Cotton Addresses National Military Appreciation Month
Below are his remarks as delivered:
We're here in the middle of National Military Appreciation Month, so I'm pleased to join my colleagues in showing our nation's gratitude for every single soldier, sailor, airman, Marine, and Coast Guardsman who is serving-or has served-our nation with honor. This month is specially dedicated to our Armed Forces. But of course, we have ample reason to celebrate and appreciate them year-round because our troops serve year-round and round the clock, willingly accepting limitations on their own freedom and comforts so that their fellow Americans can live in freedom and security.
Right now, thousands of American troops serve in dangerous conditions overseas, far from home. Even now at this moment, our troops are engaged in combat. Surrounded by the enemy. Fighting courageously. We're all thankful and proud of their service and indebted for their sacrifice-but not only them.
Two weeks ago, I had the privilege of attending a medal ceremony in Arkansas where seven veterans of the Korean War were honored for their service for actions they took in defense of our freedom nearly seven decades ago. Yet these long-ago actions were not forgotten. One week ago, I had the opportunity to thank our military spouses-the unsung heroes of our Armed Forces-for their work raising families despite the hardships of military life.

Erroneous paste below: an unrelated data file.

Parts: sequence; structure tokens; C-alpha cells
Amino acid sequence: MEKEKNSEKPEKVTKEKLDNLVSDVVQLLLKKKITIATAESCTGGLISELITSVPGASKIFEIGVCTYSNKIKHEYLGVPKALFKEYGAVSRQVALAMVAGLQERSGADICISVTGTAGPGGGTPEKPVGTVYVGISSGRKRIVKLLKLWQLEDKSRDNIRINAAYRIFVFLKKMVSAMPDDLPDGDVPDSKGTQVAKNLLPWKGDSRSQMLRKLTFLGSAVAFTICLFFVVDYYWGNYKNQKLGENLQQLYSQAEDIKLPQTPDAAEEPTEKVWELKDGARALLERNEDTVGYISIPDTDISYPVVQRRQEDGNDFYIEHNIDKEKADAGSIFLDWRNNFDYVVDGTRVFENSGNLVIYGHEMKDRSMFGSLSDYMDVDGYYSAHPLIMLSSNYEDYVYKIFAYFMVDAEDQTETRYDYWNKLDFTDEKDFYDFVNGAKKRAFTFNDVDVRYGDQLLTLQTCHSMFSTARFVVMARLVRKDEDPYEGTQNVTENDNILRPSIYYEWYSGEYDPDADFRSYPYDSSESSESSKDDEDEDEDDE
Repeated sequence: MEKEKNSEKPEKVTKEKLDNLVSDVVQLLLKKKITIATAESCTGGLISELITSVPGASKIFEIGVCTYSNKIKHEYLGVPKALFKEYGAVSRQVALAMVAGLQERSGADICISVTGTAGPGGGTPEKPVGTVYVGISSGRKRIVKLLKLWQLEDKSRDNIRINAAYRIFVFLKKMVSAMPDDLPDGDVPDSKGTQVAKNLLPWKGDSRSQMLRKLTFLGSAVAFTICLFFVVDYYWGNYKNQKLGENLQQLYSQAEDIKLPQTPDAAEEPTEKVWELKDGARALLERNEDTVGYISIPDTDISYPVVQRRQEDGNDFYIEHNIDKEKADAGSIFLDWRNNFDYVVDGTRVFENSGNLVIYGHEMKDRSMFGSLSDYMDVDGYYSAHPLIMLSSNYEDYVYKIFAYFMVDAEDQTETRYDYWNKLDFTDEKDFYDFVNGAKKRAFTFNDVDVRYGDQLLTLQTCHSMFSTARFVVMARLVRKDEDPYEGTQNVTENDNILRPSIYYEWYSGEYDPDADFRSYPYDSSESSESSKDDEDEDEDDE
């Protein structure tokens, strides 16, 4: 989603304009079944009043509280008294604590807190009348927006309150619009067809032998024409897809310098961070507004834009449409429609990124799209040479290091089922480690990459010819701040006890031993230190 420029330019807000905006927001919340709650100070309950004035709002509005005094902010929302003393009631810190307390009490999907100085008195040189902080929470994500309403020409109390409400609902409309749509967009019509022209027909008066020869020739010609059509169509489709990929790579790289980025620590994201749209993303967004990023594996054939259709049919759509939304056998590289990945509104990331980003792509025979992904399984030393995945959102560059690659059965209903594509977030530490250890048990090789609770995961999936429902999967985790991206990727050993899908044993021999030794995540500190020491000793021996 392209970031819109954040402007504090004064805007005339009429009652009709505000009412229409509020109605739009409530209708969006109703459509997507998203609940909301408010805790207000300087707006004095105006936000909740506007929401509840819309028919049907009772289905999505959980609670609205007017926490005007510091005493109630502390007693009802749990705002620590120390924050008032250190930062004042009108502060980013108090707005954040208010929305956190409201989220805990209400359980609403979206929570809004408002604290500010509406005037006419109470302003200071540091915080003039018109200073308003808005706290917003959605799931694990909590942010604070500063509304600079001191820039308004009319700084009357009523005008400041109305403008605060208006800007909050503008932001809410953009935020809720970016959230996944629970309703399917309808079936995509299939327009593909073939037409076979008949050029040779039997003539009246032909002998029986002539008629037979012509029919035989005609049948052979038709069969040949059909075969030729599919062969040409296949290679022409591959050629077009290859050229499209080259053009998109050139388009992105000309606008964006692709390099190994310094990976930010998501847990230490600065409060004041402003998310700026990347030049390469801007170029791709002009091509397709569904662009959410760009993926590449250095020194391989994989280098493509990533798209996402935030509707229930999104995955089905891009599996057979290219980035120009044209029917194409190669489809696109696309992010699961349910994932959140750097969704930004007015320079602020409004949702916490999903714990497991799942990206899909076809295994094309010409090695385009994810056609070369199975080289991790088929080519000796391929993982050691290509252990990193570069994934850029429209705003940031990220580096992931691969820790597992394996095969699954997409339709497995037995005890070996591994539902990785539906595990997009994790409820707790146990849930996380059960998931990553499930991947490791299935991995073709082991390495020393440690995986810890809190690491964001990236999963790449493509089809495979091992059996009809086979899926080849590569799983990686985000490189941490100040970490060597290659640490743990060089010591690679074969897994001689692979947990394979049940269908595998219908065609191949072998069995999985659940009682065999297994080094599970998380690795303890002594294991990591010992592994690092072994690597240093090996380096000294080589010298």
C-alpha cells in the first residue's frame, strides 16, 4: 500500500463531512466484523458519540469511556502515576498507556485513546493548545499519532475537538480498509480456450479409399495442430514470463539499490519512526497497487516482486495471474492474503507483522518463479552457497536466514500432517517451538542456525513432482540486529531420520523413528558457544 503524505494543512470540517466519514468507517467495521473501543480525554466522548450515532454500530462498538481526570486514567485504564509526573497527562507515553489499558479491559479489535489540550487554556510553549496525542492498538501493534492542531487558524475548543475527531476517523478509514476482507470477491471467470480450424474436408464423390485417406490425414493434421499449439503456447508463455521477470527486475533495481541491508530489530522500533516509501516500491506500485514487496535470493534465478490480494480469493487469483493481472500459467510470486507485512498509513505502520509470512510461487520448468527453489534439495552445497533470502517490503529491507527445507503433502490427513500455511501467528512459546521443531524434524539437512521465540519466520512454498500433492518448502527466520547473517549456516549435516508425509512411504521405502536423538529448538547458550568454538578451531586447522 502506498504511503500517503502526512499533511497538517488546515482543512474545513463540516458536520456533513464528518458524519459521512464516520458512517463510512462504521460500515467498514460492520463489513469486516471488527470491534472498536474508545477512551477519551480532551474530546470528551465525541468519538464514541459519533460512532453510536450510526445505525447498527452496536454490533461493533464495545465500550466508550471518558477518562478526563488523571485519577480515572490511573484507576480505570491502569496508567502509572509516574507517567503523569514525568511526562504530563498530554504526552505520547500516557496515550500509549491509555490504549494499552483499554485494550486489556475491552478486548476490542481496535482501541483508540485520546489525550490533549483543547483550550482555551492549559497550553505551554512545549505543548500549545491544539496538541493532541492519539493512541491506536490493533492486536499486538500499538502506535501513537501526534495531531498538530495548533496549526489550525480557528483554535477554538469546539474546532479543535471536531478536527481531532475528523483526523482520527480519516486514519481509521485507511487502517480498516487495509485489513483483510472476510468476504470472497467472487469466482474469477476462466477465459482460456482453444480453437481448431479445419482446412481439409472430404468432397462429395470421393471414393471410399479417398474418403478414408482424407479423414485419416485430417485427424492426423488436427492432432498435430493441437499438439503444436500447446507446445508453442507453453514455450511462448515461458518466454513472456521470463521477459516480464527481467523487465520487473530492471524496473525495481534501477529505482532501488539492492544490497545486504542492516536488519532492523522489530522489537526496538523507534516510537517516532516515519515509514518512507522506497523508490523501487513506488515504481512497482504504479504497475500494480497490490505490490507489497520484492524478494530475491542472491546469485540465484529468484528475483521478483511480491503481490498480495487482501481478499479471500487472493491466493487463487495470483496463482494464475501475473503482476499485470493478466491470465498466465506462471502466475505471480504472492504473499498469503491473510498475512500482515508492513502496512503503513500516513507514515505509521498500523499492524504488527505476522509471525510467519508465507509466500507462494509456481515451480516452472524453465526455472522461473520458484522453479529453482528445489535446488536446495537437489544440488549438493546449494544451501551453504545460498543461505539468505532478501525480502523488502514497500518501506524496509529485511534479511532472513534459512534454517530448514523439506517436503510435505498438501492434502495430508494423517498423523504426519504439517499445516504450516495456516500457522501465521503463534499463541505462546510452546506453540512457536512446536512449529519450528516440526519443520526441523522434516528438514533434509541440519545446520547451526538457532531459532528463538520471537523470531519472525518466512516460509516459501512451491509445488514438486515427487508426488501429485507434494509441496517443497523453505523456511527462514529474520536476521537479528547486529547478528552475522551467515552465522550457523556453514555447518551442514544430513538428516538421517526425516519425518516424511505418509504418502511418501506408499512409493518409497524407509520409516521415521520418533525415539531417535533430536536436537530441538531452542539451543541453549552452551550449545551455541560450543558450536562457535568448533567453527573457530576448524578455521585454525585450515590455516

Those are just a couple of events from the last couple of weeks, yet they are multiplied countless times every day across our country and around the world wherever our troops and their families are present.
At airports, troops returning from overseas are greeted with hugs and cheers. The remains of our fallen heroes are greeted with awed silence.
At diners and restaurants, a uniform or even a veteran's cap will still sometimes earn a veteran or soldier a free meal from a grateful neighbor and fellow citizen.
Here in Washington, Honor Flights for our veterans still get police escorts with flashing sirens and children salute those veterans, sometimes asking innocently about their memories of battle.
Across the river at Arlington National Cemetery, the Sentinels of the Tomb Platoon of the Old Guard stand at attention and walk the mat around the clock and in all weather, just as they have for the past 82 years to ensure that those unknown soldiers and every person whose headstone graces those beautiful, rolling fields rest in eternal peace.
I'm proud to live in a country that honors its military in such a fashion. But more important, I'm proud to live in a country whose military is worthy of such honor. So, to every soldier sailor, airman, Marine, and Coast Guardsman, I extend my gratitude, my respect, and my thanks to you and your family for your honorable service, not just today, not just this month, but every day.